- 0 month/short contract plans
- Sharing Unlimited connections
- Protecting your Wi-Fi password
Given the hefty price tags on forever homes in Australia, even when they’re situated two bus rides and an additional hour on the train away from civilisation, many of us are left hopping from one rental property to another.
Depending on how long you plan to stay at your new place and if you are sharing with other people, different broadband plans might be more suitable for you.
The key word we’ve kept in mind however, is short term. When you’re renting, a 24-month contract may be a bit too much of a commitment. While some broadband plans can be shifted to your new house, complications like relocation fees and not knowing if there is already be broadband access in your next rental makes this option overly complicated and impractical.
Other important things that should be on your mind as a renter is things like will technicians be tearing your place down to install gangly wires? For example, if you plan on upgrading to Nbn, you might want to inform your landlord, as holes will need to be drilled into the wall to mount the modem and bring the wiring into your home.
What do I need to keep in mind when choosing a plan?
Most renters will want plans that are six months or less, sometimes 12 for those more daring. Bear in mind short plans give you the ability to extend on a month-by-month basis once the contract term has ended (with no additional set-up fees) until you decide to cancel altogether.
Shorter contracts, however, are offset somewhat by higher set-up fees, so might seem best to opt for longer if you can. Often though, the difference in set-up costs is nothing compared to some of the cancellation fees lurking out there, so it could be a case of better safe than sorry.
This, of course, refers to the number of gigabytes included each month, and whether both uploads as well as downloads count toward your monthly allowance. Some plans also come with a home phone as well as unmetered content such as Netflix, ABC iView, FetchTV and online radio from certain websites. Some Internet Service Providers (ISP’s) also offer web space, a static IP address and a number of free email addresses so if those things are of interest, do make sure you’re getting the bang for your buck.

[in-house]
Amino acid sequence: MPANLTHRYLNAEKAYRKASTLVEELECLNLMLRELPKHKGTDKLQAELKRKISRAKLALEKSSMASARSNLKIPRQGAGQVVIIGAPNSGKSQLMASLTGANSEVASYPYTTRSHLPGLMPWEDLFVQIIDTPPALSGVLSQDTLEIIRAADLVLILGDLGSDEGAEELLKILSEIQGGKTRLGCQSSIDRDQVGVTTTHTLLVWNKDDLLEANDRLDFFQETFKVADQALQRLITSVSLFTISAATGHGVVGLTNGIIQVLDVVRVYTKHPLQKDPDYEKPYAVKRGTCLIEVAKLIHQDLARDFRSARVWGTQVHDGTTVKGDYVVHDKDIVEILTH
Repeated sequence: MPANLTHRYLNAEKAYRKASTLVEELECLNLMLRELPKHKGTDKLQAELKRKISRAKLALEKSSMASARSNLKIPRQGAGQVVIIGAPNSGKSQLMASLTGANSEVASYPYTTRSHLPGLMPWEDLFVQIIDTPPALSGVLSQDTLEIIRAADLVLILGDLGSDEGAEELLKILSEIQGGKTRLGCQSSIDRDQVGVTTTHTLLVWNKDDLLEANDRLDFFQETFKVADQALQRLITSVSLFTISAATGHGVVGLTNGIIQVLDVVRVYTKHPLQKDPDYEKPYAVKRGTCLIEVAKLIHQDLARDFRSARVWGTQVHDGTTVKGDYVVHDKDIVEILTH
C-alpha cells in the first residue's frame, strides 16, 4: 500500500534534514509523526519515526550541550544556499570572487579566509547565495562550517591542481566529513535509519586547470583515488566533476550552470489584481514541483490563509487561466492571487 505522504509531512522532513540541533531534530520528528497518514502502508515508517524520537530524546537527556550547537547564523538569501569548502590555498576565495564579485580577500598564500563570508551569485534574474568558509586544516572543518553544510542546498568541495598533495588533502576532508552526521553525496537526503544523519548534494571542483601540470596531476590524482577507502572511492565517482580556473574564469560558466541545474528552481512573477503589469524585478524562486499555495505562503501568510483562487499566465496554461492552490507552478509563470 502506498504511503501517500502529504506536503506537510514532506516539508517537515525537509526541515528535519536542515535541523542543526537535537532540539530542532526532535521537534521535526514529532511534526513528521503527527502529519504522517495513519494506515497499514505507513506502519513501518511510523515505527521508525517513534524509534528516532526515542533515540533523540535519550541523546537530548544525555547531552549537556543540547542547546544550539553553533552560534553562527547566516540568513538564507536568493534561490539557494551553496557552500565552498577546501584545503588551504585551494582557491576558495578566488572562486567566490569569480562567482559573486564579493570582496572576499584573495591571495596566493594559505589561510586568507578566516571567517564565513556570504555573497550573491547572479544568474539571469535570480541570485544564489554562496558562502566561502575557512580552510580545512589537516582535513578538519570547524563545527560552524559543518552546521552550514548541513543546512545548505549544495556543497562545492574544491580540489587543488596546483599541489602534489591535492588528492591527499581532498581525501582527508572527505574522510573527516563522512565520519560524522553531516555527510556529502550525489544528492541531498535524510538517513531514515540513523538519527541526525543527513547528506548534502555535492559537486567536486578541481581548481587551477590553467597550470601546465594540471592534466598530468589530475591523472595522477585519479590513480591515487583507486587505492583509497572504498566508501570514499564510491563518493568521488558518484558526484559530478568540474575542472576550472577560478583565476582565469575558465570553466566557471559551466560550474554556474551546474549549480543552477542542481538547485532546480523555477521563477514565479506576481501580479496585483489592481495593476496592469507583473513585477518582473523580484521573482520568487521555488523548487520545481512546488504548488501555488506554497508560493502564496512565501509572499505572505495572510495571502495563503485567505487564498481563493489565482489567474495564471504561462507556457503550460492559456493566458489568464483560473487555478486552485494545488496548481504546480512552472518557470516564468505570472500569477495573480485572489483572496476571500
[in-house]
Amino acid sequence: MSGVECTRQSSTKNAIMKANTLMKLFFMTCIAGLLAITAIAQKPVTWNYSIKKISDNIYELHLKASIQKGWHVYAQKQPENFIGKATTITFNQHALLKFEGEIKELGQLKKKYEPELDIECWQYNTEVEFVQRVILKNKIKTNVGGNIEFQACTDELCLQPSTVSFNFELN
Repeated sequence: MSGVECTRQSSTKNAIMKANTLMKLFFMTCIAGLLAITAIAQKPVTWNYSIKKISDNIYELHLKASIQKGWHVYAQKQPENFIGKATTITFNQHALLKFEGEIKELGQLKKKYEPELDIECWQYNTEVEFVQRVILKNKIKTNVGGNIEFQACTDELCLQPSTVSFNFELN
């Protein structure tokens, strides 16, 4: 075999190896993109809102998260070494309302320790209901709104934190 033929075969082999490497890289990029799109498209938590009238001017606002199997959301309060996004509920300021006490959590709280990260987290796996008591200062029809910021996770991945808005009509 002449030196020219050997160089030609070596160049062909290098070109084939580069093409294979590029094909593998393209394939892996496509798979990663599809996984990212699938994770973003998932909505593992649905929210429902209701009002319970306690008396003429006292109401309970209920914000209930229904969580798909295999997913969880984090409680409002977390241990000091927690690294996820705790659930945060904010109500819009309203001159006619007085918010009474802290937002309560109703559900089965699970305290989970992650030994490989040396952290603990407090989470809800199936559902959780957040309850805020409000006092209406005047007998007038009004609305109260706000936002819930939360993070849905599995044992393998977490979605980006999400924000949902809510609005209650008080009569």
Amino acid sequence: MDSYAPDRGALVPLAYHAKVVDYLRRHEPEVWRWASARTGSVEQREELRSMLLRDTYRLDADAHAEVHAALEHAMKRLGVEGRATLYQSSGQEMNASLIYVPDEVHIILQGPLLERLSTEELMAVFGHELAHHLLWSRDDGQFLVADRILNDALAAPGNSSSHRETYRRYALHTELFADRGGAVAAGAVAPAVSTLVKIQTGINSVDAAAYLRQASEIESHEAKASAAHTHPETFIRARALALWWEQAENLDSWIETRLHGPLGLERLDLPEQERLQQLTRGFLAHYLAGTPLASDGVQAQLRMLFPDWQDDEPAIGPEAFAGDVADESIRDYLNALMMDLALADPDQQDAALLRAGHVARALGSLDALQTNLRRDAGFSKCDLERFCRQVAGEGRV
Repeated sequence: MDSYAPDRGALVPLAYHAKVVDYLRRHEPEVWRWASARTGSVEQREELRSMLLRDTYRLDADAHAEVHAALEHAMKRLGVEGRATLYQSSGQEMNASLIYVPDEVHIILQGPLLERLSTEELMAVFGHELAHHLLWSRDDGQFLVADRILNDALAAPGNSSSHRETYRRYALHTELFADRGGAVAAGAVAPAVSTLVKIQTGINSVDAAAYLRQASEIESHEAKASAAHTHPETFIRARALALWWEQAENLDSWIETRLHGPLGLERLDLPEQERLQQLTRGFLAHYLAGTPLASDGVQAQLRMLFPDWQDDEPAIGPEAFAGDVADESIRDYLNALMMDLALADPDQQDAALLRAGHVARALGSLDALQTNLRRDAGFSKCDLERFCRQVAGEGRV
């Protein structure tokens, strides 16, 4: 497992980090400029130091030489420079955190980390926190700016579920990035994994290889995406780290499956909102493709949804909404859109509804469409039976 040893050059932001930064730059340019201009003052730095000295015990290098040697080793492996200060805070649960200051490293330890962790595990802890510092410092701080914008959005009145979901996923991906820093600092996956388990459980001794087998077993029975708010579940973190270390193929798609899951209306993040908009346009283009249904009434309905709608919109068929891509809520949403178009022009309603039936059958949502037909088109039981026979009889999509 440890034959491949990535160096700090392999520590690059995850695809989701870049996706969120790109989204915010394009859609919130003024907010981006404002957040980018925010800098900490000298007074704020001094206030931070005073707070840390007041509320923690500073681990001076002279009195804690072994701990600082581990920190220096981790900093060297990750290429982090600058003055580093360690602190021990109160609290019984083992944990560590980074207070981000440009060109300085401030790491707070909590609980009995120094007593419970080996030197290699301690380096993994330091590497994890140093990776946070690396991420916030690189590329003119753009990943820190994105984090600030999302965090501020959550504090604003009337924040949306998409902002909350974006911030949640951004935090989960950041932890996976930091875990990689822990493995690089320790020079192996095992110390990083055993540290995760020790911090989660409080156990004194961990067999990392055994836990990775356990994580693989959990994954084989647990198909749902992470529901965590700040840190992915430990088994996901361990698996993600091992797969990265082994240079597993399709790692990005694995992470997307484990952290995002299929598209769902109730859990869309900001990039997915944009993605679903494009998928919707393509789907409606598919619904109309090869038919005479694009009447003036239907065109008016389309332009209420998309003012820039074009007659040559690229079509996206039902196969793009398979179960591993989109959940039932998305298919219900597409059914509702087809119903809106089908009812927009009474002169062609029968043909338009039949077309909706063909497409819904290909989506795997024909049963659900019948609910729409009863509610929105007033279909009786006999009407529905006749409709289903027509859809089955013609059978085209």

This comes down to where your rental property is, and the infrastructure it is capable of supporting.
According to Stephen Rue, Chief Financial Officer of Nbn, 1 of 2 Australians are able to access the service as of 2017 and we would advise you to go for that option where it is available.
For an ADSL or ADSL2+ broadband connection, on the other hand, Telstra’s copper lines need to be running into your home (although they do not necessarily need to be active).
Some properties may have infrastructure issues such as being on a pair gain system or on a RIM, which means that only ADSL1 is available.
ADSL2+ is a faster and usually cheaper option than ADSL1 so it is the next best option after Nbn. So, why bother talking about ADSL1 at all? Well, ADSL1 may be the only option for some customers who live in regional/rural areas or have infrastructure issues.
ADSL1 can still run at fast speeds, however often you will need to pay for the maximum speed you can get. ADSL1 customers will also need to have an active home phone line to get an ADSL broadband connection.
Cost per month
Most advertised plans includes a cost per month break down and have eliminated excess usage fees. Unless you have a home phone and you use it to make calls, you shouldn’t need to pay more than the basic cost per month. Plans however, do come with cancellation or relocation costs which are penalty fees for breaking your contract.
Hidden (and not so hidden) additional costs
These may include set-up fees, modem fees, call charges (for customers with a home phone), paper billing fees (why not switch to e-billing?) and credit card surcharges (usually only applicable to AMEX and Diners Club holders).
Below, we’ve included some of the best short-term, cheap and shareable broadband plans specifically with the Aussie renter in mind.
Telstra offers 500GB/month on both their ADSL2+ & Nbn plans for $90, which sounds hefty but is an amount that can be shared by a few housemates. Note that there is a $120 casual plan fee and a $89 activation fee (for new home broadband customers) as well as a $168 modem fee (if you do not have your own).
TPG on the other hand offers 100gb/month on a 6-month ADSL contract for $39.99 as well as 100gb/month on a no contract ADSL2+ plan for $49.99 split into 50GB on-peak/50 GB off-peak usage.
Belong similarly has a 100gb/month plan on ADSL2+ without contract for $40/month.
If you have any questions, feel free to call us on 1300 652 369.